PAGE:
A coughing fit woke Borton an hour later. This was a regular occurrence, but didn’t make it any less painful. The coughing was more like choking, and it took a few seconds before he could placate himself. He rolled to his left and saw Toni was already awake and staring back at him.
“You okay, baby?”
The question was also a reoccurring event, even though his typical response was a fib. “Yes.”
“Okay,” Toni said with a closed-mouth smile. She snuggled under the covers and watched as Borton spun and sat on the edge of the bed.
Turning to the dresser next to him, Borton saw the pan the brownies were cooked in. There was only a small portion left, small enough to fit in his hand. Did we really go through all that? Borton asked himself. He was consumed with the taste of chocolate in his mouth and the scent of sweat and other bodily fluids. But it didn’t stop him from finishing off what was left of the brownies. Licking his fingers, they tasted equally as delectable as when they were fresh. Borton patted his belly when he finished and rose from the bed.
One more look at his wife, and Borton could see the reason why Toni had the rhyming nickname “Chocola-Bakala” amongst her childhood friends. Like a sweet dessert for the eyes, she was gorgeous, with lengthy eyelashes and breasts that never succumbed to gravity. Beyond that, she was a delight in every sense of the word. Her smile was brighter than the sun coming through the window, and was contagious. Borton beamed and said, “We’re going to need to clean the sheets.”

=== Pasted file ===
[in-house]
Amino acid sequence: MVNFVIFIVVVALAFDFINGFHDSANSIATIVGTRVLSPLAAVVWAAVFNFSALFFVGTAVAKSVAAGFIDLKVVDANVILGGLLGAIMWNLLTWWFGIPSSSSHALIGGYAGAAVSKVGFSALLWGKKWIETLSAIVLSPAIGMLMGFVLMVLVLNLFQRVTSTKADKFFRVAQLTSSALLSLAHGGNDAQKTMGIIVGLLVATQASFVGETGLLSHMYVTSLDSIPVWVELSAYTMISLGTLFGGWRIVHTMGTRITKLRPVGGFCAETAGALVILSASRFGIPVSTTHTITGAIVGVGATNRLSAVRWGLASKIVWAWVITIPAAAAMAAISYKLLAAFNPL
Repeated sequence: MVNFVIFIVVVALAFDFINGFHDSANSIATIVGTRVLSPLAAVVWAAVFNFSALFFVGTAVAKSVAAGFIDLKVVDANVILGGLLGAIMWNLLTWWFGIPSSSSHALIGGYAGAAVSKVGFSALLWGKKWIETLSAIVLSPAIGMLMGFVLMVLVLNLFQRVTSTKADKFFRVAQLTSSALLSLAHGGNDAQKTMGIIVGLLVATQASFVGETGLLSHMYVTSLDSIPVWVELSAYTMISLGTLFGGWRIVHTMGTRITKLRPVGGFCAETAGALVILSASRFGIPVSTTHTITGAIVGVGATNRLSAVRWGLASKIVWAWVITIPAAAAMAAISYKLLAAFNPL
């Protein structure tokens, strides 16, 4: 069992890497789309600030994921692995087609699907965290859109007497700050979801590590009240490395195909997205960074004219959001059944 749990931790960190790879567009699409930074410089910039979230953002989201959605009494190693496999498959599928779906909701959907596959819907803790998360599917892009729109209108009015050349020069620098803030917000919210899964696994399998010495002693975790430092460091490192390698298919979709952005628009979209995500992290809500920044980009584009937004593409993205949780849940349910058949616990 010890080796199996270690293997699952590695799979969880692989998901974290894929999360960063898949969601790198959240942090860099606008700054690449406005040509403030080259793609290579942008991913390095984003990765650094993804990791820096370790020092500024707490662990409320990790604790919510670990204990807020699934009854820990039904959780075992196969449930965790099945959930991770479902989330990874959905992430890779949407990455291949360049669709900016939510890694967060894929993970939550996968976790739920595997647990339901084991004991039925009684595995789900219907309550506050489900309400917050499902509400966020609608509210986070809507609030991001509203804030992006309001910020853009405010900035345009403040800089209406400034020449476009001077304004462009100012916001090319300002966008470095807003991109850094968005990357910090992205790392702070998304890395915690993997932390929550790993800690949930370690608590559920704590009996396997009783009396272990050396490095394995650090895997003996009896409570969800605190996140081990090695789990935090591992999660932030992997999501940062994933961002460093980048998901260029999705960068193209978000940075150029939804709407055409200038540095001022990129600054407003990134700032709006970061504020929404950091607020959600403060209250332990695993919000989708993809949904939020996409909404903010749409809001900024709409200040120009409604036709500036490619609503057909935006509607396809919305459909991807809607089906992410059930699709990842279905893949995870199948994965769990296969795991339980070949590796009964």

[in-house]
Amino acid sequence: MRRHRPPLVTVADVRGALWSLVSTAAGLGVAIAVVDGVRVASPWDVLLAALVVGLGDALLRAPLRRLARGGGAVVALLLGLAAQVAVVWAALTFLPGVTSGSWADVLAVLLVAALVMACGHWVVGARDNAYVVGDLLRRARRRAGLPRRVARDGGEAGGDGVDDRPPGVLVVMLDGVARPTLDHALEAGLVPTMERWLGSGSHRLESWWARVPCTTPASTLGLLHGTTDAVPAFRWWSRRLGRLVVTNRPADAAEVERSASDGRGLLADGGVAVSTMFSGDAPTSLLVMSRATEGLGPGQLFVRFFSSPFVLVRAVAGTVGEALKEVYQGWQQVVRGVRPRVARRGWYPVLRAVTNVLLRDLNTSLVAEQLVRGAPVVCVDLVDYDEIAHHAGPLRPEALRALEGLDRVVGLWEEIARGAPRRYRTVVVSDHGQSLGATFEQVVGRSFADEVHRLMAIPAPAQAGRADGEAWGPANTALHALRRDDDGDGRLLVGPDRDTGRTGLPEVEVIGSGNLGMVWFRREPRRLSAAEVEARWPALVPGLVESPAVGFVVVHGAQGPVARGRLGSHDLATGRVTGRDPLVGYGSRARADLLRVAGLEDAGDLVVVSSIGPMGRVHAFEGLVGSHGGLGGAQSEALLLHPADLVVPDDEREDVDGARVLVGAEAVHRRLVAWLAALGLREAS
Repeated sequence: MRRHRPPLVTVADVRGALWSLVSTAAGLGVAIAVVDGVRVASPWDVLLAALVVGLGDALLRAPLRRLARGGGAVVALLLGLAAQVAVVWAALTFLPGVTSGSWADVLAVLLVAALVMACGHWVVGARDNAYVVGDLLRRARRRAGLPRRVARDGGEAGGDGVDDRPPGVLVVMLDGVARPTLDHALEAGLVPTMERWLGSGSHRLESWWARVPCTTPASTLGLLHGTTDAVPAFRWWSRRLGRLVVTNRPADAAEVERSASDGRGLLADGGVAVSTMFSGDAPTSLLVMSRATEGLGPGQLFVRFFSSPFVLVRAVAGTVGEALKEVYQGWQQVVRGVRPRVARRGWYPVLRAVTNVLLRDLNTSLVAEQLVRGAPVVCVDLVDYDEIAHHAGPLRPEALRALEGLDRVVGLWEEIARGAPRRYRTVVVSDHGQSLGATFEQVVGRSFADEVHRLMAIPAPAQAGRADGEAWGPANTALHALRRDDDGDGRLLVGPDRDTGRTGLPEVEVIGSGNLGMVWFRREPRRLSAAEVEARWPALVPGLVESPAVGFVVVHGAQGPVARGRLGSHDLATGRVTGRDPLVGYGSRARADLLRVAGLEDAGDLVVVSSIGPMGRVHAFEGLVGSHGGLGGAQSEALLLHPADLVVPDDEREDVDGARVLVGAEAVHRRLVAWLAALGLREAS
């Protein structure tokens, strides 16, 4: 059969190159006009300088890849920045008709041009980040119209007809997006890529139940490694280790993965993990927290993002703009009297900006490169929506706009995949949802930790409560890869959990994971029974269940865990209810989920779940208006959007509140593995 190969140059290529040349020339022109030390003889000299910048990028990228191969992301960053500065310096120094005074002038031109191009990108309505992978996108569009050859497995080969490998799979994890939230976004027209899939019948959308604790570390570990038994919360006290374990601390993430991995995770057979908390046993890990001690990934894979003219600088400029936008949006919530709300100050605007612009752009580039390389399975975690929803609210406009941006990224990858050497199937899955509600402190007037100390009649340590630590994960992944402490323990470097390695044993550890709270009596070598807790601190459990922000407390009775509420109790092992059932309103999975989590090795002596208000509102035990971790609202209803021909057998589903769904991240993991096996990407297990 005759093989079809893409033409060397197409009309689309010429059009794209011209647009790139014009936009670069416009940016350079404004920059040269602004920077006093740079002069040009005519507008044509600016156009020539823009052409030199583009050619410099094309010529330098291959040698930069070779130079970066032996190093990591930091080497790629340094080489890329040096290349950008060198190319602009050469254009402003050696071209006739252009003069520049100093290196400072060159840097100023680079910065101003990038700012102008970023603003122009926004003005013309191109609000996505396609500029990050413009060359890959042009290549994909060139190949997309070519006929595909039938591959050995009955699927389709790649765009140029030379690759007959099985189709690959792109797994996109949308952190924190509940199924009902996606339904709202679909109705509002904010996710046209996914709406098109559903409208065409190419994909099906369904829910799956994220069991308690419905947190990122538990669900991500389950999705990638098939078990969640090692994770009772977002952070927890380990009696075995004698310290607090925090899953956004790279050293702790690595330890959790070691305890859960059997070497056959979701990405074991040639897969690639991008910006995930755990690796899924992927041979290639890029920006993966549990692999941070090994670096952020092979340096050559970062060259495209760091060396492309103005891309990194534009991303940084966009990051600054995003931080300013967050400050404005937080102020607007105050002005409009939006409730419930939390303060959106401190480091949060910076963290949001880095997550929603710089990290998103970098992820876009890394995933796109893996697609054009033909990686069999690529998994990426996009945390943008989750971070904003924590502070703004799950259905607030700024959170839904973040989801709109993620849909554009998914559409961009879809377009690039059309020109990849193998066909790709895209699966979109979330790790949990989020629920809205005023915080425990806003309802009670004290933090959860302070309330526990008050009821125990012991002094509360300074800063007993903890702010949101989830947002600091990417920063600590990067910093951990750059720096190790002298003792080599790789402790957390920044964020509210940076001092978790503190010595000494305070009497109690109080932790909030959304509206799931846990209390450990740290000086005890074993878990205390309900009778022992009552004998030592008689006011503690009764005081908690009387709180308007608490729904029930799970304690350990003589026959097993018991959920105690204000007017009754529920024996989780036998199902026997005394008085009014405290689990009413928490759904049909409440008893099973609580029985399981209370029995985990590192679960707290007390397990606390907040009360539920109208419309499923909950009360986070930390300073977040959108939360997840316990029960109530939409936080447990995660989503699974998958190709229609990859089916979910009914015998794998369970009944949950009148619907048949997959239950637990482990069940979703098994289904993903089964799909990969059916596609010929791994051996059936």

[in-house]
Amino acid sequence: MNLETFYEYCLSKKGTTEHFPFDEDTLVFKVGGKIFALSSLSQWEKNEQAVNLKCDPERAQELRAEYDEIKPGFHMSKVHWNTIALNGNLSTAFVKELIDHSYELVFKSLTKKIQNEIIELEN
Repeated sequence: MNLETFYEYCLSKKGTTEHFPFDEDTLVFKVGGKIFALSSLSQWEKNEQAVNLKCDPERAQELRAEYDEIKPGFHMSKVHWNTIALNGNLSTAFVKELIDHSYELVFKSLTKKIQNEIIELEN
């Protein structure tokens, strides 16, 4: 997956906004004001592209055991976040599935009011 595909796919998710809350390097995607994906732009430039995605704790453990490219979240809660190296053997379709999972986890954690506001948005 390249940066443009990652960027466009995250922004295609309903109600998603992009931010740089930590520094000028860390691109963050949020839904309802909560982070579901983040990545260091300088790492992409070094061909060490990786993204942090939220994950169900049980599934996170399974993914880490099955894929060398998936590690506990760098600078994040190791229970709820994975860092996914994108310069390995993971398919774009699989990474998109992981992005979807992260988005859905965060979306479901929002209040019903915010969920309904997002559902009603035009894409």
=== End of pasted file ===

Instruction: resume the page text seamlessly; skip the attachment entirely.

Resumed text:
“We will,” Toni said, although she didn’t appear to have any intention of leaving the bed.
Borton chuckled, and searched for something to wear as pants. He found some underwear and decided it would do a better job covering himself up than his stomach would, although not much better.
There was a noise coming from the common area of the house capturing both Borton and Toni’s attention. A second noise let them know it was a knock of someone visiting their house. Borton made his way to the door, unashamed to be seen in such a lack of clothing.
A man stood outside the door when Borton opened up. The man spoke immediately, but was temporarily distracted by Borton’s appearance. “Hello, oh…hello sir. Are you Toni Bakala?”
“No,” Borton said, “she’s my wife.”
“Oh,” the man said, “Well I’m from the office of Robin Libera. I have urgent news for Toni, is she home?”
“Yeah, I’m here,” Borton heard from behind him. He spun to see Toni was already completely dressed. He had no idea how she was able to change so quickly.
“Toni,” the man said, “I’ve been ordered to bring you to Robin’s office immediately. He’s been trying to reach you ever since Guru Macaab’s death, and was desperate enough to send me with a second horse to bring you right away.”
Toni came closer, upset and confused. “Guru Macaab is dead?” She oscillated her head between the man and Borton, her expression changing each time. She was clearly piecing together what Borton was going to tell her when he strolled in. Borton had no option in this moment but to imitate the impression of a sad dog and hope she didn’t slap him in front of company.“I can explain on the way,” the man said. “Do you know how to ride a horse? Good. Come with me.”